everythingpossible - Fotolia
Seven healthcare leadership organizations have called for federal agencies to slow down their work on proposed interoperability and information blocking rules, which are expected to be finalized by the end of 2019. Their major concern is patient data security.
In a letter to the House Committee on Energy and Commerce, healthcare organizations including the American Medical Association (AMA), the College of Healthcare Information Management Executives (CHIME) and the American Health Information Management Association (AHIMA) outlined their concerns with security of healthcare data apps and a lack of security guidelines enabling third-party access to patient data.
They also worry there will be confusion about exceptions to information blocking and are concerned about implementation timelines for regulation requirements.
In February, the Office of the National Coordinator for Health IT (ONC) and the Centers for Medicare and Medicaid Services (CMS) proposed rules that would require healthcare organizations to use FHIR-enabled APIs to share data with healthcare apps. They also seek to define exceptions to information blocking, or unreasonably preventing patient data from being shared. The goal of the proposed rules is to foster greater data sharing and easier patient access to healthcare data.
"The use of APIs and third-party applications has the potential to improve patient and provider access to needed health information," the letter said. "It also brings us into uncharted territory as patients leave the protections of HIPAA behind."
The organizations stated that they support the work to improve information sharing through the use of APIs, but they noted it is "imperative that policies be put in place to prevent inappropriate disclosures to third-parties and resultant harm to patients."
Letter underscores patient data security concern
It's not the first time ONC has heard concerns about patient data security.
During a U.S. Senate Committee on Health, Education, Labor and Pensions meeting in May, committee chairman Sen. Lamar Alexander cautioned ONC to take interoperability slow and address issues such as privacy concerns when downloading patient data to healthcare apps.
The letter echoes that caution, suggesting that certified APIs should be required to have more security features and provide patients with privacy notices and transparency statements about whether data will be disclosed or sold. Additionally, the letter notes a lack of security guidelines for providers as they bring third-party apps into their systems, and urges ONC to require API vendors to mitigate threats and security issues that could impact the provider connected to the API.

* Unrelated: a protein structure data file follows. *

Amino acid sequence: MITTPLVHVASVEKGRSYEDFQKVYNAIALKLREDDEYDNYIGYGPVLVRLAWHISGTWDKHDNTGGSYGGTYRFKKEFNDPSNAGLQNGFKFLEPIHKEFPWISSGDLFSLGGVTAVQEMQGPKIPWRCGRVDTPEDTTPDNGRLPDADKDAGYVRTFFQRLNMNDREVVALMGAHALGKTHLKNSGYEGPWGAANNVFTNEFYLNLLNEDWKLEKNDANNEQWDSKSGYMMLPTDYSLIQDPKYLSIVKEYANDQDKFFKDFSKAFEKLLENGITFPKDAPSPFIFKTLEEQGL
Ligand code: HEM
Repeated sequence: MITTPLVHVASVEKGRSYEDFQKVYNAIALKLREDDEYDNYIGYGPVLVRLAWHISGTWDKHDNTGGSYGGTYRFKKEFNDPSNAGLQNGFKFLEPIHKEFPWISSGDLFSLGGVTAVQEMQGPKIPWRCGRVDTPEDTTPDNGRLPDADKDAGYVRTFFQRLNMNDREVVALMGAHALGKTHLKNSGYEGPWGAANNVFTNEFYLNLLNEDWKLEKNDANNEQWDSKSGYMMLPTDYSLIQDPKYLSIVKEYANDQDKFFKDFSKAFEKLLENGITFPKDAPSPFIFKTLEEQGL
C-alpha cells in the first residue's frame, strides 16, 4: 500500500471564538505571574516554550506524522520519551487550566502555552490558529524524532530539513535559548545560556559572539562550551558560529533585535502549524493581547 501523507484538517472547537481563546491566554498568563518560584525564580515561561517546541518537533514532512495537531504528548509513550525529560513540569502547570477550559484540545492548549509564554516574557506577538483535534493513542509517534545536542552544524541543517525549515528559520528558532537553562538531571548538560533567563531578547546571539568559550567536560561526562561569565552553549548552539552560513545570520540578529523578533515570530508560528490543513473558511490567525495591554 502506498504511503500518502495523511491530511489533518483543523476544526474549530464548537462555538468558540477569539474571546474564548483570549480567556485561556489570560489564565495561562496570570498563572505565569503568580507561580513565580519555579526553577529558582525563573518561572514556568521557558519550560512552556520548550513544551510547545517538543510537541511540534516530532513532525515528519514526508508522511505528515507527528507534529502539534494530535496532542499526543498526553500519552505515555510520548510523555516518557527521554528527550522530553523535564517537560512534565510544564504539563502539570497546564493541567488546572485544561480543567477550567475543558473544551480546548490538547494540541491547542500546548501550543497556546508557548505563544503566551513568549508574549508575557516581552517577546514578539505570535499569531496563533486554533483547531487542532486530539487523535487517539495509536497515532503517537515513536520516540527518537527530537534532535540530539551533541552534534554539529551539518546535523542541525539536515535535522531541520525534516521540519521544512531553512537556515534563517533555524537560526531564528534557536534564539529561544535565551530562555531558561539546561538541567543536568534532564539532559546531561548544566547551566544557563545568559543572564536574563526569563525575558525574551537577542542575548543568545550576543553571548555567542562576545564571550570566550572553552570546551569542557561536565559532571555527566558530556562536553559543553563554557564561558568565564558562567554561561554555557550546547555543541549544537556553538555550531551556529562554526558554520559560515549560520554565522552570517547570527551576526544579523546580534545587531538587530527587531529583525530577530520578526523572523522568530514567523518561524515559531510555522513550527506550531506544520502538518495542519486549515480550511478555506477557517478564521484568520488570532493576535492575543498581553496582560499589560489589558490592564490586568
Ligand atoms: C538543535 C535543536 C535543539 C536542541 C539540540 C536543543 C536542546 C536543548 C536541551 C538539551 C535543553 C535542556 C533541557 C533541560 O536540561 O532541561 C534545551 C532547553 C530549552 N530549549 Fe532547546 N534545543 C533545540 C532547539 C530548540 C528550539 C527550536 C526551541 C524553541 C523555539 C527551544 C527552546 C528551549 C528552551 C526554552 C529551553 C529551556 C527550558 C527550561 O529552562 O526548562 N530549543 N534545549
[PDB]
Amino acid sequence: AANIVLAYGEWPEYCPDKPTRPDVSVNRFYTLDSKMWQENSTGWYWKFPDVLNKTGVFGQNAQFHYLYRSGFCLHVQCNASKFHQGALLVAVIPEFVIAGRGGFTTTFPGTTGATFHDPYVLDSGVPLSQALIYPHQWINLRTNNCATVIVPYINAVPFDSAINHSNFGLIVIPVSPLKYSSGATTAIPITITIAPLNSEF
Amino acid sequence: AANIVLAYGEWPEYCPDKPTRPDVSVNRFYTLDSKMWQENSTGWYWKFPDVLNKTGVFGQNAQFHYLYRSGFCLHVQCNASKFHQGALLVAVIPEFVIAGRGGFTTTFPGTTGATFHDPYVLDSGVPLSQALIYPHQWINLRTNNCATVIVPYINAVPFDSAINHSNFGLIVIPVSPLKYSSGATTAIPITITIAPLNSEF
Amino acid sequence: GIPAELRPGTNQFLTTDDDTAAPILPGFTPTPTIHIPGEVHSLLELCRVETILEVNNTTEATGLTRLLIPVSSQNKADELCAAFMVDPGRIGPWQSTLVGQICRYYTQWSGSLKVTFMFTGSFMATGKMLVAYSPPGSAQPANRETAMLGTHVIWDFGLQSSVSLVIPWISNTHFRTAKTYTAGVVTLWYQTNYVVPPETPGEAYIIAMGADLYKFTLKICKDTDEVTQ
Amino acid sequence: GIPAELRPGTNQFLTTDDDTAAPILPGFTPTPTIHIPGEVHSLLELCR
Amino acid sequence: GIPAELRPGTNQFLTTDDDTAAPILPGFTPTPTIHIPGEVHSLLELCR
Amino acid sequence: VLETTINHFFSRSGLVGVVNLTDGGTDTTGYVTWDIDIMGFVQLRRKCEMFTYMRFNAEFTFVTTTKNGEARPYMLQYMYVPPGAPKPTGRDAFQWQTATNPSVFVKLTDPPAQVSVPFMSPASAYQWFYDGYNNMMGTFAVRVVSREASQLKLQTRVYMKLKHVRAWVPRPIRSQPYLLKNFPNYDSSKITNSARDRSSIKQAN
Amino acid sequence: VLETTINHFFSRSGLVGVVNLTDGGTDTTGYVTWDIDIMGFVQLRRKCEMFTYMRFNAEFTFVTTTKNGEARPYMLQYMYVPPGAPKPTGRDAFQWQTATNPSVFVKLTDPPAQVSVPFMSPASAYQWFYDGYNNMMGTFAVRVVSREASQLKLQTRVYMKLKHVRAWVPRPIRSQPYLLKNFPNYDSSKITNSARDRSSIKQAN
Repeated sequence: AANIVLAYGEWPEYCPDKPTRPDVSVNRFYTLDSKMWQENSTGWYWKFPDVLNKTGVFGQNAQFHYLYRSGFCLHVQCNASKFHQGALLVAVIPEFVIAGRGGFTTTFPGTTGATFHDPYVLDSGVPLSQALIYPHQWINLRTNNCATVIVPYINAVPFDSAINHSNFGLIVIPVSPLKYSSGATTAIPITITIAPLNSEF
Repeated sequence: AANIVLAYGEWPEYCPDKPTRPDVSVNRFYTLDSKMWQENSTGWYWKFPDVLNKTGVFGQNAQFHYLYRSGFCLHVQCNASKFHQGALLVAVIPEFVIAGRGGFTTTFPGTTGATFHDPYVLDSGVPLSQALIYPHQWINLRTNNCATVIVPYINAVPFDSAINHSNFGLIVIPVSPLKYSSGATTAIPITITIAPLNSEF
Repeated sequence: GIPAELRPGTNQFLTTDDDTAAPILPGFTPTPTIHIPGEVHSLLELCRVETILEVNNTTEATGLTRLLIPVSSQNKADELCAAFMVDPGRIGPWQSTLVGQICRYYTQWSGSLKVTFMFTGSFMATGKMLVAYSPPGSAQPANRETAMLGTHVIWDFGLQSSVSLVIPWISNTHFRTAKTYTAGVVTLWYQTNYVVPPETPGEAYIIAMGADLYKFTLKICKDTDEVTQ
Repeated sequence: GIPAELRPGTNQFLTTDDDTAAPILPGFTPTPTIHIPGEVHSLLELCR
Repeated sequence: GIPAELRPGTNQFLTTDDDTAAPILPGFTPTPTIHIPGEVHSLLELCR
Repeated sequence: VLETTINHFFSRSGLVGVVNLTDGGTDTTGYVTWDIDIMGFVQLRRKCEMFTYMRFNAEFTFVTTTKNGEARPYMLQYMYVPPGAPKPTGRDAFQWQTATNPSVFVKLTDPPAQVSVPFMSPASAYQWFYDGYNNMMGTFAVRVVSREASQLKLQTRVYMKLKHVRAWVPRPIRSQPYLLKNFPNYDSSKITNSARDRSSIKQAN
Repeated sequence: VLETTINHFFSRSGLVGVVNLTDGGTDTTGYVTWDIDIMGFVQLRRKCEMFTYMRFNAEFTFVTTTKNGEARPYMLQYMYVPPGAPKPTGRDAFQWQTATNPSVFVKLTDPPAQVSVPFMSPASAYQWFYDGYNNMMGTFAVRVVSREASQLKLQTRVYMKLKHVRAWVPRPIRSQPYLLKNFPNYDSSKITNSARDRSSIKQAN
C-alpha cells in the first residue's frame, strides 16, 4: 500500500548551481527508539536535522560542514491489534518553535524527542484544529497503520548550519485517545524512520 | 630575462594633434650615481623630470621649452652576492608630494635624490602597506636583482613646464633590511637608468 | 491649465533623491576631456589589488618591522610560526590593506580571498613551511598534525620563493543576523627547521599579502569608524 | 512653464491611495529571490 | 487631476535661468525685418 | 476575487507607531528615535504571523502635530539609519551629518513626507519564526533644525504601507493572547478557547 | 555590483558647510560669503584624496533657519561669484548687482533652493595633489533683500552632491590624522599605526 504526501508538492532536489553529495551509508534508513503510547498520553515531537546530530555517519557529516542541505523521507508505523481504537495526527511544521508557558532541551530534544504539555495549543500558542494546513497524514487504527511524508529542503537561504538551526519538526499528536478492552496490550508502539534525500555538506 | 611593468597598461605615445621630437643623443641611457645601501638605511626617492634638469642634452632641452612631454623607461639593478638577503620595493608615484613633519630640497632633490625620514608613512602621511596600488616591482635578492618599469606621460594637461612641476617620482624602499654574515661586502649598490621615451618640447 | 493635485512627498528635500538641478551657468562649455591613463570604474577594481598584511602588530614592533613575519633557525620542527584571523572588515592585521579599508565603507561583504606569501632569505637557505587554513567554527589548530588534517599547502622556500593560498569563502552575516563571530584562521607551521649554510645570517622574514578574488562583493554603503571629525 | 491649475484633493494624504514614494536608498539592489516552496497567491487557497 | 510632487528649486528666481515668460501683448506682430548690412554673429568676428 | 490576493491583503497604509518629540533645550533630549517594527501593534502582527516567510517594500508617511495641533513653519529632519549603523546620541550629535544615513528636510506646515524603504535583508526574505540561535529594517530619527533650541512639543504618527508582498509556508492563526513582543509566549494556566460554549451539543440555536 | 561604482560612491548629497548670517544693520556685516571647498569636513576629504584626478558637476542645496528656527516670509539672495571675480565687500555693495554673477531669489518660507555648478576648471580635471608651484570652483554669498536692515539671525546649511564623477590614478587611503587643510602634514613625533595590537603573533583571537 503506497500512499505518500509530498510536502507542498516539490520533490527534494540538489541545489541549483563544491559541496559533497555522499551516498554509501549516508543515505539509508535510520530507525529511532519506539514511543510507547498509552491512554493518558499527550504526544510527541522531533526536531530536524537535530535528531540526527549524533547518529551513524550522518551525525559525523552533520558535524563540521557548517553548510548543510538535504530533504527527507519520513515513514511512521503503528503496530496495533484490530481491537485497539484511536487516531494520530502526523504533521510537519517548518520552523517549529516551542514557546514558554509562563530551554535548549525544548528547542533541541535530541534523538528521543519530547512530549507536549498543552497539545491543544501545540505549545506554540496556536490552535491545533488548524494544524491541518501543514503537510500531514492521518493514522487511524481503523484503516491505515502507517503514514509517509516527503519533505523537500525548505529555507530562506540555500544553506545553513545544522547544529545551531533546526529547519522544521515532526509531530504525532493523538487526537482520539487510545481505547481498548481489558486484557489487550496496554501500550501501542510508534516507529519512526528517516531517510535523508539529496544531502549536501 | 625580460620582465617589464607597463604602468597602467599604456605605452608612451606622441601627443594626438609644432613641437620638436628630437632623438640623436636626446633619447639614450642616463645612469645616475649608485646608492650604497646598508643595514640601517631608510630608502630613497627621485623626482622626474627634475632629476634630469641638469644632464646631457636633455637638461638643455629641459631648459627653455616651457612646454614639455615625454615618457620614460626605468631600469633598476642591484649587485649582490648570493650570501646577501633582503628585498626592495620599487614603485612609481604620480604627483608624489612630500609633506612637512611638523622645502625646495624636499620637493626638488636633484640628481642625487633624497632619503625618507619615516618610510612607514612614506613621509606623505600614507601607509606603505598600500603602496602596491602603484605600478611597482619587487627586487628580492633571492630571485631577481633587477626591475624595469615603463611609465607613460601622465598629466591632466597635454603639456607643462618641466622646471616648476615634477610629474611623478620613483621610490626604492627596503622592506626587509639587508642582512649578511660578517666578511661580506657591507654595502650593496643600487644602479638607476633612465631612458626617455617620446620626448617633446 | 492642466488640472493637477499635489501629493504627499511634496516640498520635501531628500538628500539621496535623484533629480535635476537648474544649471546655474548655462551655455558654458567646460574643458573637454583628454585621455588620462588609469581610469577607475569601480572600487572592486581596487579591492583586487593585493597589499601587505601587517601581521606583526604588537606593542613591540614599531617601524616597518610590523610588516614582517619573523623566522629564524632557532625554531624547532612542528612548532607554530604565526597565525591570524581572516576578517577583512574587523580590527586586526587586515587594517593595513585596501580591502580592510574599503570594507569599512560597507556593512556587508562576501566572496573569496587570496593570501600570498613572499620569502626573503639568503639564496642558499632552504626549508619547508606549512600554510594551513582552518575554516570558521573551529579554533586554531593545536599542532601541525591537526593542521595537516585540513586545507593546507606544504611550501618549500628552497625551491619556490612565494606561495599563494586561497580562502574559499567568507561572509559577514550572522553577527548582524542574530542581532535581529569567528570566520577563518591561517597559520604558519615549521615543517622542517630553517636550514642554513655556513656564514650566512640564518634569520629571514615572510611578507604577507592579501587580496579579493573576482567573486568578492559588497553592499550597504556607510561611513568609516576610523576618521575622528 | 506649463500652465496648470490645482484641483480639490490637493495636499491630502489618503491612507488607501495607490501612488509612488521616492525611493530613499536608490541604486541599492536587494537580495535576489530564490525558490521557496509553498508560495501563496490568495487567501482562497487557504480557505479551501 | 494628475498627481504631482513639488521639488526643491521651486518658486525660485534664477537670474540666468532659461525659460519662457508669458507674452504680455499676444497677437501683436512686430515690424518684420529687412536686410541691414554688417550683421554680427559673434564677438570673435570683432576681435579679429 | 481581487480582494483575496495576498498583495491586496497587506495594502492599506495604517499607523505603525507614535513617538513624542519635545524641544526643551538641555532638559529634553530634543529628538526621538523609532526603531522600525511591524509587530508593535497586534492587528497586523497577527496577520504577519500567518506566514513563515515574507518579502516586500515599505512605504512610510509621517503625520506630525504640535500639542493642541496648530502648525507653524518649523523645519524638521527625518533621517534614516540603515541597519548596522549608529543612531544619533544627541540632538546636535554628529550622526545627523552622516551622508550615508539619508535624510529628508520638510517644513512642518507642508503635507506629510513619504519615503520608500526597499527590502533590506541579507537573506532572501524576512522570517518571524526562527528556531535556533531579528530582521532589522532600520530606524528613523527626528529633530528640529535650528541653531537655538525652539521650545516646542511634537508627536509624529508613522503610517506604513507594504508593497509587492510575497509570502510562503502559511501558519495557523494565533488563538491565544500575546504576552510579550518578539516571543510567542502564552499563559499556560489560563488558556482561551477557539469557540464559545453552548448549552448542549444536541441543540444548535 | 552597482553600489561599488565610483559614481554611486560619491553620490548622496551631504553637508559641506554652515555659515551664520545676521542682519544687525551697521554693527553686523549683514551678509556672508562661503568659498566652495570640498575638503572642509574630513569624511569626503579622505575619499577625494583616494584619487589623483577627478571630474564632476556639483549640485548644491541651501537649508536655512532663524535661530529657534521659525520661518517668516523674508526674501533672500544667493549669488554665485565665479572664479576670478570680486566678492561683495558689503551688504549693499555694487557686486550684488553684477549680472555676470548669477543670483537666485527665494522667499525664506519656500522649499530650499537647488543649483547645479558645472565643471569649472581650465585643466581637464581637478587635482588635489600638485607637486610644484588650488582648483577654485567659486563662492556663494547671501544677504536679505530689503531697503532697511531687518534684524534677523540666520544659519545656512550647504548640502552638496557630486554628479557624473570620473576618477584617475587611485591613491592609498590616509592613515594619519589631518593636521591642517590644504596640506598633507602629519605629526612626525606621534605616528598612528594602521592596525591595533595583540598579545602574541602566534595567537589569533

While healthcare apps and patient data security is the biggest sticking point, healthcare leaders also outlined other areas of concern such as "reasonable timelines" for implementing the final rules, and making exceptions to information blocking clearer. The healthcare leaders asked that ONC provide more examples of actions that would satisfy the exception requirements before the final rules are implemented.
'Getting it right'
Healthcare leaders then requested ONC continue with the rulemaking process instead of finalizing the rules as they are now, and take more time to work through the issues outlined in the letter.
Lauren Riplinger, vice president of policy and government affairs at AHIMA, said the letter is a formal message to Congress to stress the importance of slowing down and "getting it right."
She wants the community to "make sure we're defining things properly, that the implementation periods make sense, and that it's reflective of the environment and landscape in which we're currently at as we work toward implementation of these final rules -- whenever it gets finalized."
John HalamkaExecutive director of the health technology exploration center, Beth Israel Lahey Health
In response to the letter, ONC prepared a statement that said the organization is "mindful of the need to balance concerns of incumbent stakeholders with the rights of patients to have transparency and actionable choice in their healthcare."
John Halamka, executive director of the health technology exploration center at Beth Israel Lahey Health in Boston, said when it comes to rulemaking, it's better for ONC to ask for Mars and settle for the moon, which he said was the intended goal to begin with.
Because it's part of the rulemaking process, federal agencies no doubt anticipated pushback from the healthcare community, Halamka said. Ultimately, he believes ONC is headed in the right direction, and the letter asking for the time necessary to work through the details is understandable. Fine tuning of the proposed rules, or sub-regulatory guidance, is crucial, he said. "They say Mars, and this letter says Hawaii," Halamka said. "Eventually, everyone will say the moon. That's where we're headed."